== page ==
Pushed on the Ice
Q: One winter morning, on purpose, a classmate shoved me fast on an icy walkway at our school. There were many patches of ice on this walkway. There was no salt or sand. A friend agrees with me. The walkway was so slippery that the ambulance crew needed to use the adjacent grass in order to remove me.
A: Your attorney is likely to argue that the school failed to provide adequate supervision. A school is under a duty adequately to supervise the students in its charge, and is liable for foreseeable injuries proximately related to the absence of adequate supervision. Your attorney will seek to establish that school authorities had specific knowledge or notice of prior dangerous similar conduct by the classmate, and thus his dangerous propensities – that his act could reasonably have been anticipated.
Your attorney is also likely to argue that the school was negligent in maintaining the walkway. A real property owner or a party in possession or control of real property can be held liable for a slip-and-fall accident if it created the dangerous condition or had actual or constructive notice of it. Even if this was transparent ice, your attorney will strive to show that the ice was there long enough for the school district to have discovered it, if only the district had made reasonable efforts.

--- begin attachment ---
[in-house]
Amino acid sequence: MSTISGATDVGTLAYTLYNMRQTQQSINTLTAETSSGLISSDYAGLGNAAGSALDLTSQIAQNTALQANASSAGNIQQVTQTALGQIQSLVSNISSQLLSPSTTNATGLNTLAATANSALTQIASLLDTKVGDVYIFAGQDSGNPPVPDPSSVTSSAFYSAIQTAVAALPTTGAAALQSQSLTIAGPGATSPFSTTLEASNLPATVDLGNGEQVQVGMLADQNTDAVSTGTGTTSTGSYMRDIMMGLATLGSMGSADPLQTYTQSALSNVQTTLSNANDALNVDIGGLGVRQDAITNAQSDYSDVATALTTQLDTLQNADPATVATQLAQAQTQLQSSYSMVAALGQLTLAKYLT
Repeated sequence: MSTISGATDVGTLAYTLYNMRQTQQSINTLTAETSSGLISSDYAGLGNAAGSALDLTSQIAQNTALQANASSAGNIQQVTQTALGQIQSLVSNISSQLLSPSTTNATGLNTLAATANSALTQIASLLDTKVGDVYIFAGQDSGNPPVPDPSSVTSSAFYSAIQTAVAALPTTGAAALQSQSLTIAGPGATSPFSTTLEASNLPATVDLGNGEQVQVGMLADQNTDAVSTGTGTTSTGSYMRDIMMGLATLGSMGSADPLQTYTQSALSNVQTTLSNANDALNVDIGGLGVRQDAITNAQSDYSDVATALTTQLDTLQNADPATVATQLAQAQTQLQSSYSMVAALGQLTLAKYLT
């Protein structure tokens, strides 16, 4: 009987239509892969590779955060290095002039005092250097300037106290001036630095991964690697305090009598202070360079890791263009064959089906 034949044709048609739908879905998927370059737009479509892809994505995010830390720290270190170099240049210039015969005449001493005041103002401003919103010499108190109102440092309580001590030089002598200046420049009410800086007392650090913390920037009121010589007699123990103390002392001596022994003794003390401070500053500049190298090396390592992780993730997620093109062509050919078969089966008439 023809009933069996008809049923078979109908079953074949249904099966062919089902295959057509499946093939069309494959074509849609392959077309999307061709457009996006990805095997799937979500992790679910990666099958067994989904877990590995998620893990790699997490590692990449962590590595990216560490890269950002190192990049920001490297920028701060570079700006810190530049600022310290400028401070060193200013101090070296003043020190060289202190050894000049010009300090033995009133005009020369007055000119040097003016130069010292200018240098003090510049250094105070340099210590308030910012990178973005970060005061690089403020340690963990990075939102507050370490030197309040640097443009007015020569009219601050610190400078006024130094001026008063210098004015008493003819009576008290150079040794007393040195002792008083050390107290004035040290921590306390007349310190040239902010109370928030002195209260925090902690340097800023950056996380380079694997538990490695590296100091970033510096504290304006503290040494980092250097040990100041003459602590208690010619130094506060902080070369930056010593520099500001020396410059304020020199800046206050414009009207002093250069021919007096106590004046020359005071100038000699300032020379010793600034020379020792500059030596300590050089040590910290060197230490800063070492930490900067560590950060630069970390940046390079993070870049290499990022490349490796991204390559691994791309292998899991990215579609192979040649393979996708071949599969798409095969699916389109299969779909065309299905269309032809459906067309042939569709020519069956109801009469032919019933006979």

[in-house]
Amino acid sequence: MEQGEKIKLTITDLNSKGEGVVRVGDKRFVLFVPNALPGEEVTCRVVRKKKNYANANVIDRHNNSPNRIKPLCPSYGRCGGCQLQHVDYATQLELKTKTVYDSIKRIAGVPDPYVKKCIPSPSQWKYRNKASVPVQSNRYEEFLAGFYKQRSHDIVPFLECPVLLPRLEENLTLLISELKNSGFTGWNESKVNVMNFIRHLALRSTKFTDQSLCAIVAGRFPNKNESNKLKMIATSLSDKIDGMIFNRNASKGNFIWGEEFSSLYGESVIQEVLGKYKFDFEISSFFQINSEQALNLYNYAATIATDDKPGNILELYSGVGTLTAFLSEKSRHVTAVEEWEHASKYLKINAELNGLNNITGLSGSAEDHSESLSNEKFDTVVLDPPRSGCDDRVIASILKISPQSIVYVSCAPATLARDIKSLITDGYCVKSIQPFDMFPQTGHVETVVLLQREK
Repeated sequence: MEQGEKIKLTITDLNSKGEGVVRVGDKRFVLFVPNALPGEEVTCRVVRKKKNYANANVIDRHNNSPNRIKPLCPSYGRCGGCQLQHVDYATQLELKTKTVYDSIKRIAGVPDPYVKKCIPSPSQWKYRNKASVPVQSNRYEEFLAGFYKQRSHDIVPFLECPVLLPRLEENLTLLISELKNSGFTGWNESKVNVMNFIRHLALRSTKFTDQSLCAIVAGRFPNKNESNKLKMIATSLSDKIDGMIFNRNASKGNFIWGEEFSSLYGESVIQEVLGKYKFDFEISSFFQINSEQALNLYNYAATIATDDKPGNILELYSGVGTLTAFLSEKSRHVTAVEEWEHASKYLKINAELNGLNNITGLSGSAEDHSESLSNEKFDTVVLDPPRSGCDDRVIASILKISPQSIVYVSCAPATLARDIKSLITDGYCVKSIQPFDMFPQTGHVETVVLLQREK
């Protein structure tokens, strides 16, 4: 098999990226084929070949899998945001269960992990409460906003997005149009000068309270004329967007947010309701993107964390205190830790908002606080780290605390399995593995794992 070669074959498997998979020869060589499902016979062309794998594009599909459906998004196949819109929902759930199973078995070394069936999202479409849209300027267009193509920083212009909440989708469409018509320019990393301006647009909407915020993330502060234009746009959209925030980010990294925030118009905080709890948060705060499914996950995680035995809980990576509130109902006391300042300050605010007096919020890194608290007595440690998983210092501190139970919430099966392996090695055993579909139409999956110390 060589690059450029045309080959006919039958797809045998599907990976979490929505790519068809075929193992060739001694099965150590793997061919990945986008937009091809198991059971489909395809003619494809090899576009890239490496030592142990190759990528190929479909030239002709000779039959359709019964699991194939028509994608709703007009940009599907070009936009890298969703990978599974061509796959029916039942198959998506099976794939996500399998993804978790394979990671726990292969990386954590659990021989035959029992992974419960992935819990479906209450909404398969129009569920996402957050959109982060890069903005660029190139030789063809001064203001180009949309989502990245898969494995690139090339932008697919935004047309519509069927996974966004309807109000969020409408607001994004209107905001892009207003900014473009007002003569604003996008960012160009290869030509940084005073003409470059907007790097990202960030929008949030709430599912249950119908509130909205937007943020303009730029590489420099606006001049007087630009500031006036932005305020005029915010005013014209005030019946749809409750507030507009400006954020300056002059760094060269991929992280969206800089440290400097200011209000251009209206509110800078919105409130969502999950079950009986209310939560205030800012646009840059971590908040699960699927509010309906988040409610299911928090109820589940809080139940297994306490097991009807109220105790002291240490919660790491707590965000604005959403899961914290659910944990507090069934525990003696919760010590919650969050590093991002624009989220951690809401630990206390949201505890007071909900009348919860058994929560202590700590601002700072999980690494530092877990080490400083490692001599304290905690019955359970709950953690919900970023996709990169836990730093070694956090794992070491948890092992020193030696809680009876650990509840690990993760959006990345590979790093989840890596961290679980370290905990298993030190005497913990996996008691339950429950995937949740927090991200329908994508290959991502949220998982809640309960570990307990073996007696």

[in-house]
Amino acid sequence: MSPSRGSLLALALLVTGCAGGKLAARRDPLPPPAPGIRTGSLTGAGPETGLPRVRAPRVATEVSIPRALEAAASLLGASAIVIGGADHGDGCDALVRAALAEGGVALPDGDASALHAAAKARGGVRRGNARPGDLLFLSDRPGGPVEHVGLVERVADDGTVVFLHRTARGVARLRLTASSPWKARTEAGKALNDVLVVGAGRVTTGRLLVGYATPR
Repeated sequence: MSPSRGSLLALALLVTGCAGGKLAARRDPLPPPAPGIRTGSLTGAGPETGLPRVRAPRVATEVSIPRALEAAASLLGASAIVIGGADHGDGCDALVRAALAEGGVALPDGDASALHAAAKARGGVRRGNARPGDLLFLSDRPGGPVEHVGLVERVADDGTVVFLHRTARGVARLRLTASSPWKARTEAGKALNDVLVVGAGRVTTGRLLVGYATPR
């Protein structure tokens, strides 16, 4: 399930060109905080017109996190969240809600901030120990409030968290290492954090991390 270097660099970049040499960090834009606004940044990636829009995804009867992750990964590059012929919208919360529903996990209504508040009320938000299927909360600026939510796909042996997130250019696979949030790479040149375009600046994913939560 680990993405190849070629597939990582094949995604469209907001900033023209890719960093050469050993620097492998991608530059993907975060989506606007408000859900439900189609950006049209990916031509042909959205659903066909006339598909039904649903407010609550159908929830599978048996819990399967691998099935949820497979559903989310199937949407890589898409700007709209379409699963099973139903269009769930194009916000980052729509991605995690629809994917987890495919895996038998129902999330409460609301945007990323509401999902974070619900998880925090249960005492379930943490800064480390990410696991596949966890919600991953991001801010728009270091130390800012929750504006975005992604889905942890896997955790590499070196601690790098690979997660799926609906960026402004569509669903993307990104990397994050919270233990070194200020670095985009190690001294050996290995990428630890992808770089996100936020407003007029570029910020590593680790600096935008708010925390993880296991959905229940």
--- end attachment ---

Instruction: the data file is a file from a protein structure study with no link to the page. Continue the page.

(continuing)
By: Scott Baron,
Attorney at Law Advertorial
The law responds to changed conditions; exceptions and variations abound. Here, the information is general; always seek out competent counsel. This article shall not be construed as legal advice.
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